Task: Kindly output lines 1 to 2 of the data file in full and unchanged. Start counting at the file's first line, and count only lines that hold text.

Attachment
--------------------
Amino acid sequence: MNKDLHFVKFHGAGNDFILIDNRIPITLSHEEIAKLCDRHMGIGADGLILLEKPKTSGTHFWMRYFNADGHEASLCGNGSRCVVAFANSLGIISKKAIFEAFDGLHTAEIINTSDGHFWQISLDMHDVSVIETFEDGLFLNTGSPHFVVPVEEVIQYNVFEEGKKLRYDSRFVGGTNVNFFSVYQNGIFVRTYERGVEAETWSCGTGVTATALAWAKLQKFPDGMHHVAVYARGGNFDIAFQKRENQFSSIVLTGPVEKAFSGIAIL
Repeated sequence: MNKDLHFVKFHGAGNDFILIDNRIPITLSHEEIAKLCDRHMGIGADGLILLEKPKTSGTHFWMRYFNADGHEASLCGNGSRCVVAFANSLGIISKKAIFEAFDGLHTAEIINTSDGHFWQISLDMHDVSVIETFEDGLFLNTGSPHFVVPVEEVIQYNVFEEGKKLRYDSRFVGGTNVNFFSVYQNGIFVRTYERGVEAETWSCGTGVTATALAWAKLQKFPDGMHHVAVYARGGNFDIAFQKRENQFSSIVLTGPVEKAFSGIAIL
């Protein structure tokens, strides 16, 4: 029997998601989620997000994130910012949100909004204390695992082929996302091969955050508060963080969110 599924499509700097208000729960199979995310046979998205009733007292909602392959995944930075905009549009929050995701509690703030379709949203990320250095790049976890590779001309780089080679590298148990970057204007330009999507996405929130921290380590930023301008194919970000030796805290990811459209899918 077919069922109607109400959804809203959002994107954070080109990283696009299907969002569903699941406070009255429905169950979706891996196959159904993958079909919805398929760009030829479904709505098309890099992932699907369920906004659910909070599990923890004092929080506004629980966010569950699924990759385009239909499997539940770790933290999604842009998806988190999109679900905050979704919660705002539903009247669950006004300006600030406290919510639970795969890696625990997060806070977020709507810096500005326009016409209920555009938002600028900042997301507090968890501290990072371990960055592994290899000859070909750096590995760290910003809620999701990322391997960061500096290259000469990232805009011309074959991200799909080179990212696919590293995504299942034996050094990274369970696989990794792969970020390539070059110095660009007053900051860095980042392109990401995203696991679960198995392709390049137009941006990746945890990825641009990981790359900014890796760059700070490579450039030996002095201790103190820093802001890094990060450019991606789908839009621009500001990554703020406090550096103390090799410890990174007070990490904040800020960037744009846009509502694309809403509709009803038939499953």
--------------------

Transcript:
Amino acid sequence: MNKDLHFVKFHGAGNDFILIDNRIPITLSHEEIAKLCDRHMGIGADGLILLEKPKTSGTHFWMRYFNADGHEASLCGNGSRCVVAFANSLGIISKKAIFEAFDGLHTAEIINTSDGHFWQISLDMHDVSVIETFEDGLFLNTGSPHFVVPVEEVIQYNVFEEGKKLRYDSRFVGGTNVNFFSVYQNGIFVRTYERGVEAETWSCGTGVTATALAWAKLQKFPDGMHHVAVYARGGNFDIAFQKRENQFSSIVLTGPVEKAFSGIAIL
Repeated sequence: MNKDLHFVKFHGAGNDFILIDNRIPITLSHEEIAKLCDRHMGIGADGLILLEKPKTSGTHFWMRYFNADGHEASLCGNGSRCVVAFANSLGIISKKAIFEAFDGLHTAEIINTSDGHFWQISLDMHDVSVIETFEDGLFLNTGSPHFVVPVEEVIQYNVFEEGKKLRYDSRFVGGTNVNFFSVYQNGIFVRTYERGVEAETWSCGTGVTATALAWAKLQKFPDGMHHVAVYARGGNFDIAFQKRENQFSSIVLTGPVEKAFSGIAIL